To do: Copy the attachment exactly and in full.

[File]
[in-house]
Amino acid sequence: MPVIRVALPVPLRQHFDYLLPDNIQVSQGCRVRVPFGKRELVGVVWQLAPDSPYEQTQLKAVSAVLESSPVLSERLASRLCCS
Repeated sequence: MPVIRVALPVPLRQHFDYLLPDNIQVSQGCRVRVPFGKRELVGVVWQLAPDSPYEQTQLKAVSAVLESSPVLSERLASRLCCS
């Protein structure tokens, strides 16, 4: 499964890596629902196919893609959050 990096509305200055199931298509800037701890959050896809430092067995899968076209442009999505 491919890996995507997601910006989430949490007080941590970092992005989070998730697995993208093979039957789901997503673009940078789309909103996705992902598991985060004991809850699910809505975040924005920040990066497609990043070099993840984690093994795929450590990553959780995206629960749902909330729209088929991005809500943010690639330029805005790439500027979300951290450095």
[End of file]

[in-house]
Amino acid sequence: MPVIRVALPVPLRQHFDYLLPDNIQVSQGCRVRVPFGKRELVGVVWQLAPDSPYEQTQLKAVSAVLESSPVLSERLASRLCCS
Repeated sequence: MPVIRVALPVPLRQHFDYLLPDNIQVSQGCRVRVPFGKRELVGVVWQLAPDSPYEQTQLKAVSAVLESSPVLSERLASRLCCS
């Protein structure tokens, strides 16, 4: 499964890596629902196919893609959050 990096509305200055199931298509800037701890959050896809430092067995899968076209442009999505 491919890996995507997601910006989430949490007080941590970092992005989070998730697995993208093979039957789901997503673009940078789309909103996705992902598991985060004991809850699910809505975040924005920040990066497609990043070099993840984690093994795929450590990553959780995206629960749902909330729209088929991005809500943010690639330029805005790439500027979300951290450095």